Apollo 11 - Day 1 (Full Mission) 16th July 1969 - The countdown, launch, earth orbital phase, followed by the TLI and docking with the lunar module, ejection of the S4B and a TV broadcast. This video will cover all of these events with air to ground/Flight Director Loops and onbioard crew tape audio with available film and photographs taken by the crew. The video starts with the crew having breakfast and ends at a GET of 14h 26m. Video Timeline: 00:00:30 Breakfast 00:03:16 Suit Up 00:08:04 Walkout 00:21:55 At 39a 00:55:08 Hatch Closure 03:04:12 Liftoff 03:06:55 S1C SEP 03:13:20 Sll SEP 03:15:51 SECO 05:12:46 TLI 05:26:39 SLA SEP 05:33:15 LM Docking 06:54:54 TV With grateful thanks to Robin, Pat, Ben, Stephen, Dwight, Britt, Vinny and Ed without whom this project would not have been completed or be so complete in coverage. Thanks go also to the amazing subscribers to my channel who have encouraged and supported the channel for the past 10 years. All Video/Audio/Photographs courtesy NASA I highly recommend following the series whilst reading the Apollo 11 Flight Journal - 🤍 and the Apollo Lunar Surface Journal - 🤍 Other great sites to link to which I have sourced for information or material in the making of the series- The Apollo Audio Collection - 🤍 Virtual Apollo Guidence Computer Homepage - 🤍 Orbiter Space Flight Simulator - 🤍 Apogee Books - 🤍 Dave Schloms series of podcasts are a fascinating record and can be found here 🤍 Ben Feists outstanding work on the Apollo 11 mission in realtime can be found here 🤍 Facebook Groups Mercury, Gemini & Saturn/Apollo Era!! Facebook page - 🤍 Apollo 11 Facebook Page - 🤍 Space Hipsters Facebook Page - 🤍 The following books were invaluable in the making of the series Apollo 11 The NASA Mission Reports (Parts 1, 2 and 3) - Robert Godwin Footprints in the Dust - Colin Burgess A Man on the Moon - Andrew Chaikin Carrying the Fire - Michael Collins Failure is Not an Option - Eugene Kranz First Man - James Hansen/Neil Armstrong Forever Young - James Hansen/John Young Last Man on the Moon - Eugene Cernan Rocket Men - Robert Kurson Man on the Moon - Peter Fairley The Invasion of the Moon - Peter Ryan Chariots for Apollo - Courtney Brooks/James Grimwood/Loyd Swenson LEM Lunar Excusion Module Failiarisation Manual - Grumman How Apollo Flew to the Moon - David Woods Apollo - A Chronology 1 to 4 - NASA Growing Up with Spaceflight - Apollo Parts 1 & 2 - Wes Oleszewski Live TV from the Moon - Dwight Steven-Boniecki Moonwalker - Charles and Dotty Duke Digital Apollo - David Mindell From the Trenches of Mission Control to the Craters of the Moon - Lunney/Bostick/Reed/Deiterich/Kennedy/Von Ehrefried/Boone/Stoval/ If you would like to donate to this and future projects (any money donated will go towards purchasing hardware/software for use on these series) paypal.me/Lunarmodule5 - any donations are received with gratitude and thanks! The Full Mission Series Production - An Explanation of the Process Production began in February 2018 with the intention of release on the 50th anniversary of Apollo 11's launch day (subsequently the pre and post flight press conferences were added). Each video took between 1 and 3 months to produce, working about 10 hours a week. Full Mission videos start with editing of the available audio for that particular day, sometimes split bewteen 3 tracks of audio (air to ground/flight directors loop/crew onboard tape). Once that process is completed the available TV transmissions or other associated video is positioned along with 16mm film taken by the crew. Photographs are placed in the mission timeline aprroximately near to where there were taken in the mission. Captions are then added to give pertinent information. The gaps that are left visually are filled with screen captures of the spacecraft from the Orbiter Space Simulator. Positions of spacecraft are approximated to what would have been seen on the mission, but during TLI, CSM RCS and SPS burns (LOI etc) the orientation is as near as I can get it to the actual (with sage advice from RW). Once these screen captures are in place the Apollo Guidence Computer (Virtual AGC) screens are captured. This involves setting the AGC time to the PAO announcements during the flight, screen capturing them and then transferring them to the timeline. Finally the title sequences are added. Final editing of the whole video takes place with a run-through of the whole thing before the render of the video. Video sizes vary from 4 to 48gb.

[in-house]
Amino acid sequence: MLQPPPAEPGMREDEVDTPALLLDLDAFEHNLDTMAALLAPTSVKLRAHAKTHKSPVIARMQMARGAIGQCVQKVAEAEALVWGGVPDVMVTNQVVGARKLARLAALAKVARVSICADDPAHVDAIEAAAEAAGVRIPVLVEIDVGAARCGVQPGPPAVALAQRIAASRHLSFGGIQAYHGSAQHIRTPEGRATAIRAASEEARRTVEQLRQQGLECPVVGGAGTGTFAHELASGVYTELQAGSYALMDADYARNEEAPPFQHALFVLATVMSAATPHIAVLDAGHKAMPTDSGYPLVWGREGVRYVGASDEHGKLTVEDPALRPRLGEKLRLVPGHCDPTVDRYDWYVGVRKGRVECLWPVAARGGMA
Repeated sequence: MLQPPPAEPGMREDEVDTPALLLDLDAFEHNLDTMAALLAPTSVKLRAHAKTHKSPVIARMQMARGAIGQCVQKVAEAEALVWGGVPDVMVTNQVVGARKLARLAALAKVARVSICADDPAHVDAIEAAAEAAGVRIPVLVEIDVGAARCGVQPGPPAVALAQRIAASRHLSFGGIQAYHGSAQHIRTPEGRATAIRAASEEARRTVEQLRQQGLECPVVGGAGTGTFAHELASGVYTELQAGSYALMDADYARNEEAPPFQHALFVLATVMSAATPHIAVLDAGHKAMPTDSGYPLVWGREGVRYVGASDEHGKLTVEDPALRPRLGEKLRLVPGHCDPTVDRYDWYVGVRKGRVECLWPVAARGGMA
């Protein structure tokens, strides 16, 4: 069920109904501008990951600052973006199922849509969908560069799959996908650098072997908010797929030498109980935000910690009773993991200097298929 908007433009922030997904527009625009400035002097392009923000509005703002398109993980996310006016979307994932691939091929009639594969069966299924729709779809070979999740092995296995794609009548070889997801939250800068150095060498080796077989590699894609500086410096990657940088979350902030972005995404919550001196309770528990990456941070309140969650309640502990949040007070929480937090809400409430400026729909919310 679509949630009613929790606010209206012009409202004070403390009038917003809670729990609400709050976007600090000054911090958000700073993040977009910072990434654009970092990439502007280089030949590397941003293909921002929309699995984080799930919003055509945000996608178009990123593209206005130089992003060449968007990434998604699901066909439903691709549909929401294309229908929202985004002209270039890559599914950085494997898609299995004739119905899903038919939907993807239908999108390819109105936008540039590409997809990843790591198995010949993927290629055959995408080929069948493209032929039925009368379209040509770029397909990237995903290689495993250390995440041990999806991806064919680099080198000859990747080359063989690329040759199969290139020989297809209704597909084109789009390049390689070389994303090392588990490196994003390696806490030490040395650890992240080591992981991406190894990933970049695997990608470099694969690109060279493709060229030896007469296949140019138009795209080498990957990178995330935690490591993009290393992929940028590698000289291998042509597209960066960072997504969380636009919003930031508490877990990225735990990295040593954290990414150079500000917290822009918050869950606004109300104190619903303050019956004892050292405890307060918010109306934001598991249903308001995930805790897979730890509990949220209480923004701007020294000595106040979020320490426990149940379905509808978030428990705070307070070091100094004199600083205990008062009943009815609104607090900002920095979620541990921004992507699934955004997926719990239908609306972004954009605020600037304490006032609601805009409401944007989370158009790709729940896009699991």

In 1961 when President Kennedy pledged to put a man on the moon by the end of the decade, no rocket existed with the power or capability to rise to the challenge. In order to win the race to space, the United States would need to establish a multi-billion dollar space program. One man, Werner Von Braun believed he had the knowledge and vision to make Kennedy's dream a reality. With the American public galvanised and the expertise of over 200,000 scientists and engineers, Von Braun masterminded the development of the Saturn V; the rocket that flew 24 men to the moon and launched the greatest adventure in the history of exploration. This is the story of the most powerful machine ever built, and the men and women who believed it could fly. Using visual effects, stunning NASA footage and expert interviews with Apollo Space Scientists, this inspirational film tells the story of the colossal challenges NASA faced to fulfill Kennedy's pledge. With the accolade of flying 24 men safely to the moon, the mighty Saturn V will always be considered one of mankind's greatest technological achievements. It's like Netflix for history... Sign up to History Hit, the world's best history documentary service, at a huge discount using the code 'TIMELINE' -ᐳ 🤍 You can find more from us on: 🤍 🤍 This channel is part of the History Hit Network. Any queries, please contact owned-enquiries🤍littledotstudios.com